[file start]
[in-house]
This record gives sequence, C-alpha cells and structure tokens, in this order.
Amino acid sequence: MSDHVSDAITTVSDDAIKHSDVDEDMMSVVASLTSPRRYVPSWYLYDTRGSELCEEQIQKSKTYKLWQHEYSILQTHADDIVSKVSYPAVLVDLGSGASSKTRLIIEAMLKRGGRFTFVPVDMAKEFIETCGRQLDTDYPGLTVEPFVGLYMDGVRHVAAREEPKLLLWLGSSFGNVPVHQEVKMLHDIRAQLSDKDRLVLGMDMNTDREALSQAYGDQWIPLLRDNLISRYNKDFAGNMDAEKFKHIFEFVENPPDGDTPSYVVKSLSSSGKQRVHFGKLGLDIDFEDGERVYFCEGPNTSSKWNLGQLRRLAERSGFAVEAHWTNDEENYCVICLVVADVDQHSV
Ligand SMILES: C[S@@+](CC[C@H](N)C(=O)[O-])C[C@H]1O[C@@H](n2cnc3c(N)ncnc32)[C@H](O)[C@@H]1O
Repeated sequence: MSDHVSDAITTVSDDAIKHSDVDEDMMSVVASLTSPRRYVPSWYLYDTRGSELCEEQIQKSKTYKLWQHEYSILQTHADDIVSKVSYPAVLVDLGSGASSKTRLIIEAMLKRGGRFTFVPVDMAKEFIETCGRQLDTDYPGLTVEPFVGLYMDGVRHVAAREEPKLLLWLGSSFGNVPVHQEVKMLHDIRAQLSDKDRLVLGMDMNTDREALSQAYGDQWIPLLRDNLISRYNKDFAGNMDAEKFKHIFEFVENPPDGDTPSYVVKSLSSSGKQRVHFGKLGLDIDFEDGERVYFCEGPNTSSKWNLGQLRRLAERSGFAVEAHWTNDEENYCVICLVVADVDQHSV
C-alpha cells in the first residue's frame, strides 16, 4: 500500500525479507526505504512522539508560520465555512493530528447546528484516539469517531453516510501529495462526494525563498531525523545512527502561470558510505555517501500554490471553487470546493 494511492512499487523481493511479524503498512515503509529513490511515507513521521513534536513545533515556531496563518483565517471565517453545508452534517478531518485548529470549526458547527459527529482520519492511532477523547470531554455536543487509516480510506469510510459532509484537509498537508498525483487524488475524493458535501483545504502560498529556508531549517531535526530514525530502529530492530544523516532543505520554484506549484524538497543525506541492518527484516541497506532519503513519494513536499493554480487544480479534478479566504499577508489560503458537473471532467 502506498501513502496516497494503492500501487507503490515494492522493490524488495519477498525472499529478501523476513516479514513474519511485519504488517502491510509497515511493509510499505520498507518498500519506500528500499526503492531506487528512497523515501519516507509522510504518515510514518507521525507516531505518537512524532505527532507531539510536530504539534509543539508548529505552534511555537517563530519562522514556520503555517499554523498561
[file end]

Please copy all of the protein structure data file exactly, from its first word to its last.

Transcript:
[in-house]
This record gives sequence, C-alpha cells and structure tokens, in this order.
Amino acid sequence: MSDHVSDAITTVSDDAIKHSDVDEDMMSVVASLTSPRRYVPSWYLYDTRGSELCEEQIQKSKTYKLWQHEYSILQTHADDIVSKVSYPAVLVDLGSGASSKTRLIIEAMLKRGGRFTFVPVDMAKEFIETCGRQLDTDYPGLTVEPFVGLYMDGVRHVAAREEPKLLLWLGSSFGNVPVHQEVKMLHDIRAQLSDKDRLVLGMDMNTDREALSQAYGDQWIPLLRDNLISRYNKDFAGNMDAEKFKHIFEFVENPPDGDTPSYVVKSLSSSGKQRVHFGKLGLDIDFEDGERVYFCEGPNTSSKWNLGQLRRLAERSGFAVEAHWTNDEENYCVICLVVADVDQHSV
Ligand SMILES: C[S@@+](CC[C@H](N)C(=O)[O-])C[C@H]1O[C@@H](n2cnc3c(N)ncnc32)[C@H](O)[C@@H]1O
Repeated sequence: MSDHVSDAITTVSDDAIKHSDVDEDMMSVVASLTSPRRYVPSWYLYDTRGSELCEEQIQKSKTYKLWQHEYSILQTHADDIVSKVSYPAVLVDLGSGASSKTRLIIEAMLKRGGRFTFVPVDMAKEFIETCGRQLDTDYPGLTVEPFVGLYMDGVRHVAAREEPKLLLWLGSSFGNVPVHQEVKMLHDIRAQLSDKDRLVLGMDMNTDREALSQAYGDQWIPLLRDNLISRYNKDFAGNMDAEKFKHIFEFVENPPDGDTPSYVVKSLSSSGKQRVHFGKLGLDIDFEDGERVYFCEGPNTSSKWNLGQLRRLAERSGFAVEAHWTNDEENYCVICLVVADVDQHSV
C-alpha cells in the first residue's frame, strides 16, 4: 500500500525479507526505504512522539508560520465555512493530528447546528484516539469517531453516510501529495462526494525563498531525523545512527502561470558510505555517501500554490471553487470546493 494511492512499487523481493511479524503498512515503509529513490511515507513521521513534536513545533515556531496563518483565517471565517453545508452534517478531518485548529470549526458547527459527529482520519492511532477523547470531554455536543487509516480510506469510510459532509484537509498537508498525483487524488475524493458535501483545504502560498529556508531549517531535526530514525530502529530492530544523516532543505520554484506549484524538497543525506541492518527484516541497506532519503513519494513536499493554480487544480479534478479566504499577508489560503458537473471532467 502506498501513502496516497494503492500501487507503490515494492522493490524488495519477498525472499529478501523476513516479514513474519511485519504488517502491510509497515511493509510499505520498507518498500519506500528500499526503492531506487528512497523515501519516507509522510504518515510514518507521525507516531505518537512524532505527532507531539510536530504539534509543539508548529505552534511555537517563530519562522514556520503555517499554523498561